- N. Faraji, W. Mahomood Mat Yunus, A. Kharazmi, E. Saion, M. Shahmiri, and N. Tamchek, “Synthesis, characterization and nonlinear optical properties of silver/PVA nanocomposites,” Journal of the European Optical Society, vol. 7, p. 12040, 2012.
- T. He, C. Wang, X. Pan, and Y. Wang, “Nonlinear optical response of Au and Ag nanoparticles doped polyvinylpyrrolidone thin films,” Physics Letters A, vol. 373, pp. 592–595, 2009.
- R. Vadakkekara, M. Chakraborty, and P. Parikh, “Catalytic performance of silica-supported silver nanoparticles for liquid-phase oxidation of ethylbenzene,” Industrial and Engineering Chemistry Research, vol. 51, no. 16, pp. 5691–5698, 2012.
- M. Radzig, V. Nadtochenko, O. Koksharova, J. Kiwi, V. Lipasva, and I. Khmel, “Antibacterial effects of silver nanoparticles on gram-negative bacteria: influence on the growth and biofilms formation, mechanisms of action,” Colloids and Surfaces B, vol. 102, pp. 300–306, 2013.
- M. V. Roldán, A. Frattini, O. de Sanctis, H. Troiani, and N. Pellegri, “Characterization and applications of Ag nanoparticles in waveguides,” Applied Surface Science, vol. 254, no. 1, pp. 281–285, 2007.
- Q. Wu, H. Cao, Q. Luan et al., “Biomolecule-assisted synthesis of water-soluble silver nanoparticles and their biomedical applications,” Inorganic Chemistry, vol. 47, no. 13, pp. 5882–5888, 2008.
- S. Prabhu and E. Poulose, “Silver nanoparticles: mechanism of antimicrobial action, synthesis, medical applications, and toxicity effects,” International Nano Letters, vol. 2, p. 32, 2012.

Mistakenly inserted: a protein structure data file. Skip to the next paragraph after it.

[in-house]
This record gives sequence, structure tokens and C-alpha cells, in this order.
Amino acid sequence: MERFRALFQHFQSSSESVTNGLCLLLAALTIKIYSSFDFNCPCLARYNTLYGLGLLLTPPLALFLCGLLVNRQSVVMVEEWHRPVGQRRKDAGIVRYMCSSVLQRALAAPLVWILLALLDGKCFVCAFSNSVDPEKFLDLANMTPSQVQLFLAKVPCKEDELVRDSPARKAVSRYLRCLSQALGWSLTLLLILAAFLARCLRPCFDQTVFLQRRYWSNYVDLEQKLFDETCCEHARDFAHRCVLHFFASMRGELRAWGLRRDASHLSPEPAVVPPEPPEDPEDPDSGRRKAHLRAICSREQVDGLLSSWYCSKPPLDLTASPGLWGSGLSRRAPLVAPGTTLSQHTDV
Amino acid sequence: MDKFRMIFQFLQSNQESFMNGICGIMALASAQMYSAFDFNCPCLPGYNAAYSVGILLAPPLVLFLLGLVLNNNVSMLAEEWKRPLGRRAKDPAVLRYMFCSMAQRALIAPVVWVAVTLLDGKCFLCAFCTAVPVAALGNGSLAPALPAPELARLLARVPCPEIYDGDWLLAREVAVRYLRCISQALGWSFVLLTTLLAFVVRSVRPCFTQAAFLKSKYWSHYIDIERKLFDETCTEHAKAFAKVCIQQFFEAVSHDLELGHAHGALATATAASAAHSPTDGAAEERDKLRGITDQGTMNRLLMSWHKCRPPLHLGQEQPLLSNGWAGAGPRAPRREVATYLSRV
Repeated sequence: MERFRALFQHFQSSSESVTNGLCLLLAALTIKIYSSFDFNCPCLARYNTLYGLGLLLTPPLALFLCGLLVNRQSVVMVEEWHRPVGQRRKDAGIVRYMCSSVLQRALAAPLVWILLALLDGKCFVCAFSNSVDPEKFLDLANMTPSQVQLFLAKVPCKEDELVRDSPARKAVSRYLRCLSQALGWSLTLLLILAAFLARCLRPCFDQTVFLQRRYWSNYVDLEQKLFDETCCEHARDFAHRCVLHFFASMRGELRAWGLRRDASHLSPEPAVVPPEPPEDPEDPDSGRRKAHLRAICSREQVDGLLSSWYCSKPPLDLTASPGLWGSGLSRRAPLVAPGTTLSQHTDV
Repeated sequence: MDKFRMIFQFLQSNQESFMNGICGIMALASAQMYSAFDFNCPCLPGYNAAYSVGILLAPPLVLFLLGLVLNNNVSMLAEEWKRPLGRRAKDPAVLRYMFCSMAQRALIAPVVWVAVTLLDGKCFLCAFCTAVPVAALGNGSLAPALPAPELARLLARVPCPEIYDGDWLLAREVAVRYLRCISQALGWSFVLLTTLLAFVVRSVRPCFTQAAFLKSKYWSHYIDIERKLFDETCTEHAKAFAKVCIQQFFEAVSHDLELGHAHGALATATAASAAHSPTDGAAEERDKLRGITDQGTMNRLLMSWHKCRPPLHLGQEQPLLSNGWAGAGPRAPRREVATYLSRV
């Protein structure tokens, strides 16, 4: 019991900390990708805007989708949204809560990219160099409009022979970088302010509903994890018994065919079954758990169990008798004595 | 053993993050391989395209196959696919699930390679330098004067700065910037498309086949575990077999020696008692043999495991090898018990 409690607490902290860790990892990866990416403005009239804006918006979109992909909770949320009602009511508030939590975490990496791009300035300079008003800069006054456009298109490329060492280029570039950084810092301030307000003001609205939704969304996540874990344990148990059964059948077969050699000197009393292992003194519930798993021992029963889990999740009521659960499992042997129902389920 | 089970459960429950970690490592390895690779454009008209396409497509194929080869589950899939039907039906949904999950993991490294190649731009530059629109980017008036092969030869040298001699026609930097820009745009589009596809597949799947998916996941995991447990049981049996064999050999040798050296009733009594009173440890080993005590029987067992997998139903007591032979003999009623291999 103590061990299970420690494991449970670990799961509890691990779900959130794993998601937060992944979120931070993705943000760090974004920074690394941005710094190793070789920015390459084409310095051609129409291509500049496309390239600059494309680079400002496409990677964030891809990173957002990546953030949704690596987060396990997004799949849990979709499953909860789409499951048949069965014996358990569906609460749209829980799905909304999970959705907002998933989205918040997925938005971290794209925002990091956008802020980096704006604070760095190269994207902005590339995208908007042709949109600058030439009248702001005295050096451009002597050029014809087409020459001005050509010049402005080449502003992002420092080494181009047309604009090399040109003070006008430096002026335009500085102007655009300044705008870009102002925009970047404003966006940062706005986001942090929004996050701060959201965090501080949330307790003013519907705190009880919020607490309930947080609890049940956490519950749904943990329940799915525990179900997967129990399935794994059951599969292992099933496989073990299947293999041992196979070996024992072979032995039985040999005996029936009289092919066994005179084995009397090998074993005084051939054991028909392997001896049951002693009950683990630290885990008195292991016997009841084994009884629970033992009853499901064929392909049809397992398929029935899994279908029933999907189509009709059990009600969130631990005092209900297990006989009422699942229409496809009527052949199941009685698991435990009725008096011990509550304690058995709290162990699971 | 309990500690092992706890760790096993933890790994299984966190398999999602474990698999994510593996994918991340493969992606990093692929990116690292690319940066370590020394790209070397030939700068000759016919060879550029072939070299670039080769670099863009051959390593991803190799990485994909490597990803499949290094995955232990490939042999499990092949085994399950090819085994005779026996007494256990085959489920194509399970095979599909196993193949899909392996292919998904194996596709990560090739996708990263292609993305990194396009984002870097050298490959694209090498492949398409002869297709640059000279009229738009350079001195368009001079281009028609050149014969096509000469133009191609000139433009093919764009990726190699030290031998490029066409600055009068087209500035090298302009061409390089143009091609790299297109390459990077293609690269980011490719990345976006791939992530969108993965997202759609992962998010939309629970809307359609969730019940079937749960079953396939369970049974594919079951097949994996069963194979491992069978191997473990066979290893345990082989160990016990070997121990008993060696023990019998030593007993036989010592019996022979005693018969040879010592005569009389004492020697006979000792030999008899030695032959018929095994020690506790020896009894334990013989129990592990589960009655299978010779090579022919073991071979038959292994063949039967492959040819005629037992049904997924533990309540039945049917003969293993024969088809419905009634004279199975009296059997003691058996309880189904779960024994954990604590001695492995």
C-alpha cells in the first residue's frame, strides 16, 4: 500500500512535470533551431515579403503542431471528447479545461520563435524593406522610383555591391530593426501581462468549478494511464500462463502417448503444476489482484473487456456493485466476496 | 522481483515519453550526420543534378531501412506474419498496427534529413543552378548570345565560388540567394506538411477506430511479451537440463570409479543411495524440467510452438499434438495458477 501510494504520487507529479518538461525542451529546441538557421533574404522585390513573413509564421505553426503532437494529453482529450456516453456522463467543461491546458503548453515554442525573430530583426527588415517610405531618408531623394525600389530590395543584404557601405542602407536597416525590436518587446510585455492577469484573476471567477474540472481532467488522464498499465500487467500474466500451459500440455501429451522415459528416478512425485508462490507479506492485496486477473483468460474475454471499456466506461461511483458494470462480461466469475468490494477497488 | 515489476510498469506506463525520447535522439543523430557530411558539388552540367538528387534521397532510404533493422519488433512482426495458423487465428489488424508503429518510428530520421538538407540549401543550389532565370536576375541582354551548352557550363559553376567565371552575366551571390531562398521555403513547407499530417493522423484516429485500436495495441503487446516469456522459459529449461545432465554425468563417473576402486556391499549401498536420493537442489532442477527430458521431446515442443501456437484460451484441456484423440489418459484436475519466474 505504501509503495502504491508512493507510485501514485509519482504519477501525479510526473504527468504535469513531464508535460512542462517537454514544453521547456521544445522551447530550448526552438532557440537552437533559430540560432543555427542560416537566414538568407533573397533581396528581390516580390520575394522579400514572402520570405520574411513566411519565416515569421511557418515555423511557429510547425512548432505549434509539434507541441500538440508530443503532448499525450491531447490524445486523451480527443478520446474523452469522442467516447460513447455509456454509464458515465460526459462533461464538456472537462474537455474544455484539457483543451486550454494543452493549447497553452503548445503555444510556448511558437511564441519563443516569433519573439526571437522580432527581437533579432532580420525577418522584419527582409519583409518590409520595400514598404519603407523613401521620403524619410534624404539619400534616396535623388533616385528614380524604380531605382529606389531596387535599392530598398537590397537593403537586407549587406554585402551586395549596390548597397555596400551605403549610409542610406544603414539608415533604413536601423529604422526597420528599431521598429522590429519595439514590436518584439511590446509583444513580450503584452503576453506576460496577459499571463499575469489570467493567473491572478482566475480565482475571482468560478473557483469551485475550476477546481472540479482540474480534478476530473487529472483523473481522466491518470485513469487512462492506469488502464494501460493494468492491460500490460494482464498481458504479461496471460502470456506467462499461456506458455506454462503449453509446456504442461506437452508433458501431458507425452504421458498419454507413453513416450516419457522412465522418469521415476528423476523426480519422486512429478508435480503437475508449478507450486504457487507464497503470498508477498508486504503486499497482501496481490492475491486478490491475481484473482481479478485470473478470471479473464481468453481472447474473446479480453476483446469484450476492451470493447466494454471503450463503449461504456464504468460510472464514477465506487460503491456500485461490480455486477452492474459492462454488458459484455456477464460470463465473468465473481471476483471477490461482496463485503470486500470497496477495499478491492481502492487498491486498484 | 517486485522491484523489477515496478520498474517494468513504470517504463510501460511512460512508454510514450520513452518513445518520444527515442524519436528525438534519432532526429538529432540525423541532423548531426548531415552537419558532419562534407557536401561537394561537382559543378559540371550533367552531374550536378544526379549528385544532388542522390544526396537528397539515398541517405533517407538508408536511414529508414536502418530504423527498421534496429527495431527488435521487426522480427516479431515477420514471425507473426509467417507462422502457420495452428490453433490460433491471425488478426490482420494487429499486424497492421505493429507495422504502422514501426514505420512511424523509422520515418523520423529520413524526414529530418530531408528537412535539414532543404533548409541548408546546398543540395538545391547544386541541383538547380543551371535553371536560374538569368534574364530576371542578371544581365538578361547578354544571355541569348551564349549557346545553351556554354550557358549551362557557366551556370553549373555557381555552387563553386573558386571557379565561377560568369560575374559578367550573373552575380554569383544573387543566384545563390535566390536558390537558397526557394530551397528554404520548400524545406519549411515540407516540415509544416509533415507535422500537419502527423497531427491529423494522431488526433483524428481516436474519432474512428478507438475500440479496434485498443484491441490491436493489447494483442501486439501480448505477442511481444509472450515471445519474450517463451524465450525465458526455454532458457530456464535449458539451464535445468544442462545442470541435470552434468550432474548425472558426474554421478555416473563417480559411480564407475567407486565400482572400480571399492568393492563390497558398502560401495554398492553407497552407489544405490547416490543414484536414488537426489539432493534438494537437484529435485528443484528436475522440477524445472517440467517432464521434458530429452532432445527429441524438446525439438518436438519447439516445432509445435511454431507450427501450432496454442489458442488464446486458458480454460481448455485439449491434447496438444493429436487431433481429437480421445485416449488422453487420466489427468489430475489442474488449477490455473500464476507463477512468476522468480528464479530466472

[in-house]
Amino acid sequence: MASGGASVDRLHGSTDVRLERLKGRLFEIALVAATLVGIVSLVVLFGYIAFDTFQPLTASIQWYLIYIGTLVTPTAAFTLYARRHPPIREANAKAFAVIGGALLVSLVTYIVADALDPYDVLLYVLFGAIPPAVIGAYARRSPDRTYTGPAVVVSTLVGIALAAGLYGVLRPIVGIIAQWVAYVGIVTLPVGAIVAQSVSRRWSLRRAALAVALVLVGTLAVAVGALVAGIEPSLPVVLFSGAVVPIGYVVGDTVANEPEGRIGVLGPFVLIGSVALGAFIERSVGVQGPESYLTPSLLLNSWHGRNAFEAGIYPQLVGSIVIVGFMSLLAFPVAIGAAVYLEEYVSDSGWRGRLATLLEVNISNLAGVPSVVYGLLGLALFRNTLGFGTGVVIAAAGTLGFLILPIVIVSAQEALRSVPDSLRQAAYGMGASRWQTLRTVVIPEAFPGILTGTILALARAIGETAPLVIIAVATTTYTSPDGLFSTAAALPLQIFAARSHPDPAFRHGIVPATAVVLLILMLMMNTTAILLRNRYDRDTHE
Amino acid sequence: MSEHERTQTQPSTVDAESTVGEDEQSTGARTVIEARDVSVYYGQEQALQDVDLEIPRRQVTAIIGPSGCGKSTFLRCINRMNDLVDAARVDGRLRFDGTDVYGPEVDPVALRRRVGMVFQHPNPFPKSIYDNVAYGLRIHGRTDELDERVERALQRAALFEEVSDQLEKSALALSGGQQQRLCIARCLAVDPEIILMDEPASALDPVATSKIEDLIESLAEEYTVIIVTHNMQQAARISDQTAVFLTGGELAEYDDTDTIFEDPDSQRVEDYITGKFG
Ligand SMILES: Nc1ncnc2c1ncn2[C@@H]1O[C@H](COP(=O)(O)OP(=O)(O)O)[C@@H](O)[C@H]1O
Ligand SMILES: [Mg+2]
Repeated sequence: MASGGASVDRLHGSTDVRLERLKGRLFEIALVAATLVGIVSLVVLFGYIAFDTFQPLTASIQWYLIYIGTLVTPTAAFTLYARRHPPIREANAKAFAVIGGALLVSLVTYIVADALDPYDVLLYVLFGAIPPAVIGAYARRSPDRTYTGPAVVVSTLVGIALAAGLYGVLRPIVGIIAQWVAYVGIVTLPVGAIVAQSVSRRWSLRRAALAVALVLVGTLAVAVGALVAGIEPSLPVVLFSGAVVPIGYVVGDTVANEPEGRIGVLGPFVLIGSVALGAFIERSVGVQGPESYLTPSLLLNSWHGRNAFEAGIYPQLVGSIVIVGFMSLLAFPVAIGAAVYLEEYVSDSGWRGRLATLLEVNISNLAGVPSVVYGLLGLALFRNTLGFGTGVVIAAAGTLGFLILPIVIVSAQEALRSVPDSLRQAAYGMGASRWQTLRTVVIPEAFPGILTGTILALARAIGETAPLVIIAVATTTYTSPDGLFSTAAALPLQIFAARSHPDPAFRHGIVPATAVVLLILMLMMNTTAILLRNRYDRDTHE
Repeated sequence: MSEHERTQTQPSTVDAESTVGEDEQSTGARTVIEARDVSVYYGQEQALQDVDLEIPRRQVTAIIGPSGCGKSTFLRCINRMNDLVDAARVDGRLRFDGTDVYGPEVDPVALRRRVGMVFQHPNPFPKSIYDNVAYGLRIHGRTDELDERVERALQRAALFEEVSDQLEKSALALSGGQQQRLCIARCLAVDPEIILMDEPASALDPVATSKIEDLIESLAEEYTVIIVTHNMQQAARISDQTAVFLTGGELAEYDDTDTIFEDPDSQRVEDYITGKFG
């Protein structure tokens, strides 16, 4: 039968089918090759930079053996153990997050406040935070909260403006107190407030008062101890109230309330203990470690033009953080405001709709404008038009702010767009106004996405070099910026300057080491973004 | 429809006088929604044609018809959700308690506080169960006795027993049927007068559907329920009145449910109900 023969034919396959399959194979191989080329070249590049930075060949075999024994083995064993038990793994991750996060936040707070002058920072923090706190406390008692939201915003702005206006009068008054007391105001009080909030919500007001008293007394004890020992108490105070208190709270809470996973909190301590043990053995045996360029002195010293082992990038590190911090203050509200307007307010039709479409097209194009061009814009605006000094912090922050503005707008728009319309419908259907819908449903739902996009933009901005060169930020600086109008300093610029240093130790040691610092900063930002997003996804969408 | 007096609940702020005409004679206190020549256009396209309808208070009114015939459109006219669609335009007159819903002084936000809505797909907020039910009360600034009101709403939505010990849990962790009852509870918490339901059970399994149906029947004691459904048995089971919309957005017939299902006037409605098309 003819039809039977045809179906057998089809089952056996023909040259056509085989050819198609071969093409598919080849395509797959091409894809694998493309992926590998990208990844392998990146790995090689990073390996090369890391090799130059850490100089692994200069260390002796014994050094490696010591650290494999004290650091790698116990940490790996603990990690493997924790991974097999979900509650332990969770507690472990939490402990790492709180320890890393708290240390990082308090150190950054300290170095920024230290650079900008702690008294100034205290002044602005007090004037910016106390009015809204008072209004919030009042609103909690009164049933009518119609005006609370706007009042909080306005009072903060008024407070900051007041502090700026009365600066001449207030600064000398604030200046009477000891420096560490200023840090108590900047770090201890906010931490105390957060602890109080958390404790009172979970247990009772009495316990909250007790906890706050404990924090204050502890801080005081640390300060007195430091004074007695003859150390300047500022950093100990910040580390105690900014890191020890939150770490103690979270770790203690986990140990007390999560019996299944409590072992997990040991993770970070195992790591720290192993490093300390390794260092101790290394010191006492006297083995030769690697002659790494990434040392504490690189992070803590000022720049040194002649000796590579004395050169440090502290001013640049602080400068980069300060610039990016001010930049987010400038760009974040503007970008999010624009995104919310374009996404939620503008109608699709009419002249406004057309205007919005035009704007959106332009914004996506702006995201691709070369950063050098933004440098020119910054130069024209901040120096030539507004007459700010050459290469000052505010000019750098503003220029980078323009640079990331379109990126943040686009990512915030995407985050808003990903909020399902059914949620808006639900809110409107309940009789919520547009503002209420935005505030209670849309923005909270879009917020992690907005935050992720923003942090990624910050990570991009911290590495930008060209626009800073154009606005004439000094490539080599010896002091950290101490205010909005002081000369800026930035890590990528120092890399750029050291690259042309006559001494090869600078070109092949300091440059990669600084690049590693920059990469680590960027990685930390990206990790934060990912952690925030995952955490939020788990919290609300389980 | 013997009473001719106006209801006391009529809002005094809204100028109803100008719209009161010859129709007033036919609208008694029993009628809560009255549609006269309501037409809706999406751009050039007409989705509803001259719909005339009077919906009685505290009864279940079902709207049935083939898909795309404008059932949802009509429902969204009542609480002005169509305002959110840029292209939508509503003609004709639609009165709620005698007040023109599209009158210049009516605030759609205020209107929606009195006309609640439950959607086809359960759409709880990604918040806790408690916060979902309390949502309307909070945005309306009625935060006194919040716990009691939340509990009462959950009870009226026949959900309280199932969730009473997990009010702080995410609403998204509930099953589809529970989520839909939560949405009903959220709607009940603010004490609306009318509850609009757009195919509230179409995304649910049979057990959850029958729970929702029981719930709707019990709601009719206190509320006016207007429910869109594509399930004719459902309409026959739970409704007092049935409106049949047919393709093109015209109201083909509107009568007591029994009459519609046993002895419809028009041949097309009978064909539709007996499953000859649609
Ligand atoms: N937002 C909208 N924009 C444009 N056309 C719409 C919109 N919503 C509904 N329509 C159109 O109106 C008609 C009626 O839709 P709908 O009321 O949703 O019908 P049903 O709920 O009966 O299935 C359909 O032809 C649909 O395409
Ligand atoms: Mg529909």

- L. M. Liz Marzan and I. Lado-Tourino, “Reduction and stabilization of silver nanoparticles in ethanol by nonionic surfactants,” Langmuir, vol. 12, pp. 3585–3589, 1996.
- M. Guzmán, J. Dille, and S. Godet, “Synthesis of silver nanoparticles by chemical reduction method and their antibacterial activity,” International Journal of Chemical and Biological Engineering, vol. 2, pp. 104–111, 2009.
- G. N. Glavee, K. J. Klabunde, C. M. Sorensen, and G. C. Hadjipanayis, “Borohydride reduction of cobalt ions in water. Chemistry leading to nanoscale metal, boride, or borate particles,” Langmuir, vol. 9, no. 1, pp. 162–169, 1993.
- N. Leopold and B. Lendl, “A new method for fast preparation of highly surface-enhanced raman scattering (SERS) active silver colloids at room temperature by reduction of silver nitrate with hydroxylamine hydrochloride,” The Journal of Physical Chemistry B, vol. 107, no. 24, pp. 5723–5727, 2003.
- P. Jeevanandam, C. Srikanth, and S. Dixit, “Synthesis of monodisperse silver nanoparticles and their self-assembly through simple thermal decomposition approach,” Materials Chemistry and Physics, vol. 122, no. 2-3, pp. 402–407, 2010.
- K. Akhbari, A. Morsali, and P. Retailleau, “Silver nanoparticles from the thermal decomposition of a two-dimensional nano-coordination polymer,” Polyhedron, vol. 29, no. 18, pp. 3304–3309, 2010.
- T. Edison and M. Sethuraman, “Instant green synthesis of silver nanoparticles using Terminalia chebula fruit extract and evaluation of their catalytic activity on reduction of methylene blue,” Process Biochemistry, vol. 47, pp. 1351–1357, 2012.
- V. Kotakadi, Y. Rao, S. Gaddam, T. Prasad, A. Reddy, and D. Sai Gopal, “Simple and rapid biosynthesis of stable silver nanoparticles using dried leaves of Catharanthus roseus. Linn. G. Donn and its anti microbial activity,” Colloids and Surfaces B, vol. 105, pp. 194–198, 2013.